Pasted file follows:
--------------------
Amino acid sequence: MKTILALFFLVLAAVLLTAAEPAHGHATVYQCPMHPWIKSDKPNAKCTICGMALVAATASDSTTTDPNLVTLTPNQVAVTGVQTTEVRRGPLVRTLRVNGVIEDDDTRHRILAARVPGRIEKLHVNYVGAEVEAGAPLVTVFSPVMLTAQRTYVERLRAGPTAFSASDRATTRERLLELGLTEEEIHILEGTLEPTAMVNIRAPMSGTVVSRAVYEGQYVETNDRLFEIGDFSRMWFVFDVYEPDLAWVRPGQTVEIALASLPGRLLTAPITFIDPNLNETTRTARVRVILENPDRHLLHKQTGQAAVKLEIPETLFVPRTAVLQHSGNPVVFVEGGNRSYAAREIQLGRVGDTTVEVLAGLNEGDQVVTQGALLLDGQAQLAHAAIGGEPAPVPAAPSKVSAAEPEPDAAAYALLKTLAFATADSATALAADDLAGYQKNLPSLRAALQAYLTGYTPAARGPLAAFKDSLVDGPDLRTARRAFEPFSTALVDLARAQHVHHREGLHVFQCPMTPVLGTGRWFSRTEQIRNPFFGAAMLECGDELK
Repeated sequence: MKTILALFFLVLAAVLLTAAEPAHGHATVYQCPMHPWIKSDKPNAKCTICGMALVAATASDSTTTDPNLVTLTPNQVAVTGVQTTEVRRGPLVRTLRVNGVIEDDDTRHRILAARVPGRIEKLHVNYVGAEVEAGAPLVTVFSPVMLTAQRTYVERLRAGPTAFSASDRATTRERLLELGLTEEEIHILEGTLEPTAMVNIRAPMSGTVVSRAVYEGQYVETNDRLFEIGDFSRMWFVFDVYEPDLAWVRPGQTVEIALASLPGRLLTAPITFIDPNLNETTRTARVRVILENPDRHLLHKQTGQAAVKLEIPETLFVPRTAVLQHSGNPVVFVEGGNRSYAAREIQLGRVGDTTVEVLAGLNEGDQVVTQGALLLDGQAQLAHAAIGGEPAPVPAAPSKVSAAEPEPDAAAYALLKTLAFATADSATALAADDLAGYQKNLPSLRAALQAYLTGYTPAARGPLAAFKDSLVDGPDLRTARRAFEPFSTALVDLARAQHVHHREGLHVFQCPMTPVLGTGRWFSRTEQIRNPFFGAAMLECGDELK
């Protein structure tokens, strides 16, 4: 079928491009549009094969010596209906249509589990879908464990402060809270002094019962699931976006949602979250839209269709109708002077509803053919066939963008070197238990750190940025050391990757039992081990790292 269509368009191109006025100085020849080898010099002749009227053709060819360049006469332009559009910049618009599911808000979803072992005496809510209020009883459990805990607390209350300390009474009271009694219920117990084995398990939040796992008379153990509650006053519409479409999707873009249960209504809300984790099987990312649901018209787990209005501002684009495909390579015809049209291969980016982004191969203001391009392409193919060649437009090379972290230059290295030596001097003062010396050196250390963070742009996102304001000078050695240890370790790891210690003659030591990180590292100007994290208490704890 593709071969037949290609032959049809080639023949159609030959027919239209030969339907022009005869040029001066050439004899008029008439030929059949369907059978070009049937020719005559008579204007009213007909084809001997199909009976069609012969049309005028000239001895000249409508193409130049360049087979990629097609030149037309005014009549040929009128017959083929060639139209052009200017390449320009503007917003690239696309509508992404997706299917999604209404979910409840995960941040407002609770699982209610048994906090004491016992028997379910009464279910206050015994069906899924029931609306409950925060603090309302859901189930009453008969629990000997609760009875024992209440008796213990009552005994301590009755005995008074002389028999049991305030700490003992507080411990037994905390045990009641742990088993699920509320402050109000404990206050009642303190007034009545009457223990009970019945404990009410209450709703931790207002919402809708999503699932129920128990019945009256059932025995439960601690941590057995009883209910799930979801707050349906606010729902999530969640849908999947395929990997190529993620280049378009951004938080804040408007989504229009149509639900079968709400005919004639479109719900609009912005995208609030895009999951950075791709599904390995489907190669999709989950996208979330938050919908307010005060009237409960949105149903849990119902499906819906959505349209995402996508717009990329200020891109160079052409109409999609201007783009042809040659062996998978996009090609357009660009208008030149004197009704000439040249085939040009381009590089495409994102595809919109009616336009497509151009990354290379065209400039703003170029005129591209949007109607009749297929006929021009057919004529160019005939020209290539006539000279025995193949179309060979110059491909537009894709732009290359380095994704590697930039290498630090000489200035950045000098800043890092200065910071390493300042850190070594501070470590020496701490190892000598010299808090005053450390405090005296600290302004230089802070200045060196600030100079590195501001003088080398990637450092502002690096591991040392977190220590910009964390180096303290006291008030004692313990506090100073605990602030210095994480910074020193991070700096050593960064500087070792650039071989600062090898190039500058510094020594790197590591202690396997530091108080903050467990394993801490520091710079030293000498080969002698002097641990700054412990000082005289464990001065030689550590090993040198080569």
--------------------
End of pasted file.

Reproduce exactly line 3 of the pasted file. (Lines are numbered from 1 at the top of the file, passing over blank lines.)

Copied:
């Protein structure tokens, strides 16, 4: 079928491009549009094969010596209906249509589990879908464990402060809270002094019962699931976006949602979250839209269709109708002077509803053919066939963008070197238990750190940025050391990757039992081990790292 269509368009191109006025100085020849080898010099002749009227053709060819360049006469332009559009910049618009599911808000979803072992005496809510209020009883459990805990607390209350300390009474009271009694219920117990084995398990939040796992008379153990509650006053519409479409999707873009249960209504809300984790099987990312649901018209787990209005501002684009495909390579015809049209291969980016982004191969203001391009392409193919060649437009090379972290230059290295030596001097003062010396050196250390963070742009996102304001000078050695240890370790790891210690003659030591990180590292100007994290208490704890 593709071969037949290609032959049809080639023949159609030959027919239209030969339907022009005869040029001066050439004899008029008439030929059949369907059978070009049937020719005559008579204007009213007909084809001997199909009976069609012969049309005028000239001895000249409508193409130049360049087979990629097609030149037309005014009549040929009128017959083929060639139209052009200017390449320009503007917003690239696309509508992404997706299917999604209404979910409840995960941040407002609770699982209610048994906090004491016992028997379910009464279910206050015994069906899924029931609306409950925060603090309302859901189930009453008969629990000997609760009875024992209440008796213990009552005994301590009755005995008074002389028999049991305030700490003992507080411990037994905390045990009641742990088993699920509320402050109000404990206050009642303190007034009545009457223990009970019945404990009410209450709703931790207002919402809708999503699932129920128990019945009256059932025995439960601690941590057995009883209910799930979801707050349906606010729902999530969640849908999947395929990997190529993620280049378009951004938080804040408007989504229009149509639900079968709400005919004639479109719900609009912005995208609030895009999951950075791709599904390995489907190669999709989950996208979330938050919908307010005060009237409960949105149903849990119902499906819906959505349209995402996508717009990329200020891109160079052409109409999609201007783009042809040659062996998978996009090609357009660009208008030149004197009704000439040249085939040009381009590089495409994102595809919109009616336009497509151009990354290379065209400039703003170029005129591209949007109607009749297929006929021009057919004529160019005939020209290539006539000279025995193949179309060979110059491909537009894709732009290359380095994704590697930039290498630090000489200035950045000098800043890092200065910071390493300042850190070594501070470590020496701490190892000598010299808090005053450390405090005296600290302004230089802070200045060196600030100079590195501001003088080398990637450092502002690096591991040392977190220590910009964390180096303290006291008030004692313990506090100073605990602030210095994480910074020193991070700096050593960064500087070792650039071989600062090898190039500058510094020594790197590591202690396997530091108080903050467990394993801490520091710079030293000498080969002698002097641990700054412990000082005289464990001065030689550590090993040198080569």